Growing Our Own Lawmakers

by Mike White, President, NMF&LB

On June 22, the NM Court of Appeals ruled that the farm and ranch exemption from Worker’s Compensation was unconstitutional. The exemption, Section 52-1-6(A) of the NM Workers’ Compensation Act, stated that “The provisions of the Workers’ Compensation Act shall not apply to employers of farm and ranch laborers.” The exemption has been in place since 1937 but the appellate court ruled that it did not comply with the Equal Protection Clause of the state’s constitution.

The ruling was precipitated by two lawsuits – Aguirre vs. M.A. & Sons Chili Products and Rodriguez vs. Brand West Dairy.  While both were filed seeking workers’ compensation benefits, they were denied based on the exemption. When the appellate court ruled the exemption unconstitutional, they also made the benefits retroactive to March 30, 2012. Thus all claims pending as of that date, and all filed after that, are eligible.

Of course that creates a huge window of vulnerability for our state’s food producers since the law has been changed mid-stream. Claims will possibly be filed for workers’ comp for a time when farmers and ranchers weren’t required to carry insurance. This liability is unfathomable, and irresponsible on the part of the NM Court of Appeals. Fortunately the State Supreme Court can change the retroactive aspect of the ruling or the entire ruling if they deem it constitutional.

What they cannot change is the fact that the Workers’ Comp Administration is treating the ruling as if it were law. They are now enforcing workers comp regulations as they apply to farms and ranches, which means you need coverage now.  Recently, Darin Childers, Director of the Workers Comp Administration and Rachel Bayles, General Counsel, spoke with farmers and ranchers about the details of the law’s application. They reminded us that you are required to have workers’ comp insurance if you have three or more employees, and yes, family members can count as employees, as do part time workers. Concerns about migrant workers, contract laborers and seasonal employees fell on deaf ears. They recommended that if you do use contract labor, you should ask to see a current certificate of insurance. If that insurance is absent, or has lapsed, you will be responsible in the case of an accident.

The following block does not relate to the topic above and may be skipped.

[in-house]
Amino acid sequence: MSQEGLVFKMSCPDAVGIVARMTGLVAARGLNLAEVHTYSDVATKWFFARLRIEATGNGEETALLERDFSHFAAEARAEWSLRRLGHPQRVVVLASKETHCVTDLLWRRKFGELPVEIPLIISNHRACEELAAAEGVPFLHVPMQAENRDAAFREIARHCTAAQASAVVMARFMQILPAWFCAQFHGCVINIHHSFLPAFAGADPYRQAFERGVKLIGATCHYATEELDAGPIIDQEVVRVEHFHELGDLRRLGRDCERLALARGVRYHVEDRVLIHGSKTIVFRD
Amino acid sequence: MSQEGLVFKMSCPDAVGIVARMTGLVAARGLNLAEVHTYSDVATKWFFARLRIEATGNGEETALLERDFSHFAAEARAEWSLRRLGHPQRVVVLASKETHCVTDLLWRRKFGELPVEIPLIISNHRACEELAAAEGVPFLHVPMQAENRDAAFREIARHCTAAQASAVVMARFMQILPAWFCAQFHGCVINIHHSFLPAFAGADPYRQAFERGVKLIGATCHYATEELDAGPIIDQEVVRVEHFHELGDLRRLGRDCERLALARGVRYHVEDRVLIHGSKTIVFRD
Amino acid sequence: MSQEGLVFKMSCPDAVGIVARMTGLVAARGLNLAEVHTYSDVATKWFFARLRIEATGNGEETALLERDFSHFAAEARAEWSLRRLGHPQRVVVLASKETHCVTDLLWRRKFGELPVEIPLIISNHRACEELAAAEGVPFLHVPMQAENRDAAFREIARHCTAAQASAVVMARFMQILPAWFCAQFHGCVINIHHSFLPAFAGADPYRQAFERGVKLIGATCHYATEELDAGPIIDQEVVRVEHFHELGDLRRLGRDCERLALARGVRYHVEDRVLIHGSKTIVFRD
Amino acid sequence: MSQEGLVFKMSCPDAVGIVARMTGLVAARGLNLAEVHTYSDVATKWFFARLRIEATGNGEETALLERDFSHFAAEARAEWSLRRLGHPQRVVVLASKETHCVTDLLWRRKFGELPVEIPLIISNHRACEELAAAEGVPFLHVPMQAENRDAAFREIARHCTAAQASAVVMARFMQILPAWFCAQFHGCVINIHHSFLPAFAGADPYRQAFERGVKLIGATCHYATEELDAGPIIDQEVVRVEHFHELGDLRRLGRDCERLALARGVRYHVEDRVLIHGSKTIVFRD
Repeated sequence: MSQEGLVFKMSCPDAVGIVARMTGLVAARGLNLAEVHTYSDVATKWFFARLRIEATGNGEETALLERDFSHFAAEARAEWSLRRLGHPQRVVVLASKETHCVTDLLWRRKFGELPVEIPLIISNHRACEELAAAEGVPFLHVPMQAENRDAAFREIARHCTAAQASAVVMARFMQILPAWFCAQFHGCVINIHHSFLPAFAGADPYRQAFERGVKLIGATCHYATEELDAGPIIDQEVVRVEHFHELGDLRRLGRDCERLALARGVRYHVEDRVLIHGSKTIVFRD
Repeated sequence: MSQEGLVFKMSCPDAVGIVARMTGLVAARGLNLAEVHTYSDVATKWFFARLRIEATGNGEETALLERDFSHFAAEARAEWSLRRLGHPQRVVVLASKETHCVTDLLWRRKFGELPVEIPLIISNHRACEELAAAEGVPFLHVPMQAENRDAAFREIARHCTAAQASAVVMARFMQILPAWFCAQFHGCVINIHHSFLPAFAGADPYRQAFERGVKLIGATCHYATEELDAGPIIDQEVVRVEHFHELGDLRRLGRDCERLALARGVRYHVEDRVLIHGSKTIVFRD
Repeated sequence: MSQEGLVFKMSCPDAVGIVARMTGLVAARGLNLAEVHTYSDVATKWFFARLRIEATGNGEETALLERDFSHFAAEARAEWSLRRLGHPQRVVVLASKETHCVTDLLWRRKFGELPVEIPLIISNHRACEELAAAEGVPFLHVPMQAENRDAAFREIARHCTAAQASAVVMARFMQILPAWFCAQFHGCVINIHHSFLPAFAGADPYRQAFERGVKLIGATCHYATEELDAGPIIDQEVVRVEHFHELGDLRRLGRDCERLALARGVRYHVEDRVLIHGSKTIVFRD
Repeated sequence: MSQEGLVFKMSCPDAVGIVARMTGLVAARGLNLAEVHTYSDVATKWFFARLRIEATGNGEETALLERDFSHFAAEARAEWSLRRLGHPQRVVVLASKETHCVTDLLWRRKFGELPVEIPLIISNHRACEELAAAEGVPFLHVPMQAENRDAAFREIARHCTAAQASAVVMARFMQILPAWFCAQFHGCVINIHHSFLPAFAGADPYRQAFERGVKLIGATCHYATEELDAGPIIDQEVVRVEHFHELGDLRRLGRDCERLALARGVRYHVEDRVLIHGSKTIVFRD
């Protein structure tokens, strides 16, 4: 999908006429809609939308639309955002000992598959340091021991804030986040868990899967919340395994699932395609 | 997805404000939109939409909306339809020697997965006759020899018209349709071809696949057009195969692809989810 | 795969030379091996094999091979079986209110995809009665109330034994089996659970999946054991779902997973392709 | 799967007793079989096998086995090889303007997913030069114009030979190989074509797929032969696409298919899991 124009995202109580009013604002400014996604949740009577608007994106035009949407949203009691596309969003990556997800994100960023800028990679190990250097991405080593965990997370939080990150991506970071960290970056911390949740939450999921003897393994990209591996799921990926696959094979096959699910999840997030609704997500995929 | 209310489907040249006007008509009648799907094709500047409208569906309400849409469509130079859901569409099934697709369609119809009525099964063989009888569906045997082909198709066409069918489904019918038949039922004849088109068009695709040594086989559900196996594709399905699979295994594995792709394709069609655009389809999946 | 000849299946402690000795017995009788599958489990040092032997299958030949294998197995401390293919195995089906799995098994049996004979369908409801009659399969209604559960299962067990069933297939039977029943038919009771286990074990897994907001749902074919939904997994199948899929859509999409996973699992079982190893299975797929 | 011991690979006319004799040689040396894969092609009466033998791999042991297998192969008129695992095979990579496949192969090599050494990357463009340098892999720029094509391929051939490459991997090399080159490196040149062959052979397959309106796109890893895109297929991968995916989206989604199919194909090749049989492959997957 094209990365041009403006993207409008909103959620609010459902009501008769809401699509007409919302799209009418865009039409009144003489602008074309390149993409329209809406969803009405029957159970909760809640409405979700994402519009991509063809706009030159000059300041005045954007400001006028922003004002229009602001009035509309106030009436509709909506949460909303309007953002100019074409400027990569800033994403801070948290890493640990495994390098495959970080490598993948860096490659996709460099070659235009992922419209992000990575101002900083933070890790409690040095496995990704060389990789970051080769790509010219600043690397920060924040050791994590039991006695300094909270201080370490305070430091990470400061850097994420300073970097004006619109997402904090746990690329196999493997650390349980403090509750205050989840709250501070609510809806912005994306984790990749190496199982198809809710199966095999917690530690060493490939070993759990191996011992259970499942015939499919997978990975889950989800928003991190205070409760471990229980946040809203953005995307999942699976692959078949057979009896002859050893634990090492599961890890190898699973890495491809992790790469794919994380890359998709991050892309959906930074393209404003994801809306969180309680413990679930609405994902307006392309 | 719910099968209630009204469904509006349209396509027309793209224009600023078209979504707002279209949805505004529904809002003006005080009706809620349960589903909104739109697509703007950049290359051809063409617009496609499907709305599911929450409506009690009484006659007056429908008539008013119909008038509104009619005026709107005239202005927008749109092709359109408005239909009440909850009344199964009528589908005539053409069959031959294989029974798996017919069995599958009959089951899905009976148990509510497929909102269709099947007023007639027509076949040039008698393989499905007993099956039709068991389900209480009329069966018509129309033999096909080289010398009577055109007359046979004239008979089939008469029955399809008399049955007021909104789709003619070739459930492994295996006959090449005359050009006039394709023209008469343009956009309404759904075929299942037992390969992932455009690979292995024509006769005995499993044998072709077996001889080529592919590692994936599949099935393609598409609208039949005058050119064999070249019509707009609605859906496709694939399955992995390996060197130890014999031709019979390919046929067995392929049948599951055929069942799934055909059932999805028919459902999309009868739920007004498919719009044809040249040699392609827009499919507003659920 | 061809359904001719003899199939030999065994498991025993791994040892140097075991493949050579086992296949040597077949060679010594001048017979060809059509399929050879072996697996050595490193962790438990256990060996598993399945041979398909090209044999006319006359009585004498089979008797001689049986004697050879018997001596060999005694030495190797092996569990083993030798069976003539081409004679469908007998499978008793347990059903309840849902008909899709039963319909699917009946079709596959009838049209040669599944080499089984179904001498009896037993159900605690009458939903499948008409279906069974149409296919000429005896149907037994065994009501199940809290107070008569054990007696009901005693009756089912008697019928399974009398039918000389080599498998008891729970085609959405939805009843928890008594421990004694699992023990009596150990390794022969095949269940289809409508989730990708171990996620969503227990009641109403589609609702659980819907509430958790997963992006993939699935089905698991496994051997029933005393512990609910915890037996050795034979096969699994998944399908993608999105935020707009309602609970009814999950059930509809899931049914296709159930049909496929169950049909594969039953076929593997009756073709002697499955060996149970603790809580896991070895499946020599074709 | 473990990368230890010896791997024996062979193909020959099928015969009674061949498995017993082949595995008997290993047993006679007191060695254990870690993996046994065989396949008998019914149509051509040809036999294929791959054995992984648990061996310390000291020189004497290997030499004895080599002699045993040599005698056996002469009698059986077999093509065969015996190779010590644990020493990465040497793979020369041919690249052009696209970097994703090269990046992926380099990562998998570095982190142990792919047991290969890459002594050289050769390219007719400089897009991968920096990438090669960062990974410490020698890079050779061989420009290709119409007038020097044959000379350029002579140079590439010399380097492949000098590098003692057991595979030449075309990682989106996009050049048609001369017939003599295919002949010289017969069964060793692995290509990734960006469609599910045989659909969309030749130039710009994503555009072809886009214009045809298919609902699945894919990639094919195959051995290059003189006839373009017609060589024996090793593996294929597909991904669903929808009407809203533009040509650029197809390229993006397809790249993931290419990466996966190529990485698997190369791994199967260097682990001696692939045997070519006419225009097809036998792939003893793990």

The WCA will be calling farmers and ranchers to verify that they have insurance, and they will be following calls from a tip line indicating that some may be operating without insurance. While we would like to think our fellow food producers are more ethical, Ms. Bayles explained that most investigations are the result of competitor tips. We fear that most tips will come from the Center on Law and Poverty. This form of vigilante law can have a devastating effect on your farm or ranch.

If you are required to have workers’ compensation insurance coverage and you don’t, you will be contacted by the Employer Compliance Bureau of the WCA. If you refuse to obtain coverage, you will be in violation of mandatory insurance provisions and the WCA can seek a restraining order to shut down your business until insurance is obtained. You may also face penalties of up to $1,000 per day that you are in violation of insurance requirements.

Fortunately, Farm Bureau Financial Services offers workers’ comp insurance.  Please contact your agent and make arrangements for coverage.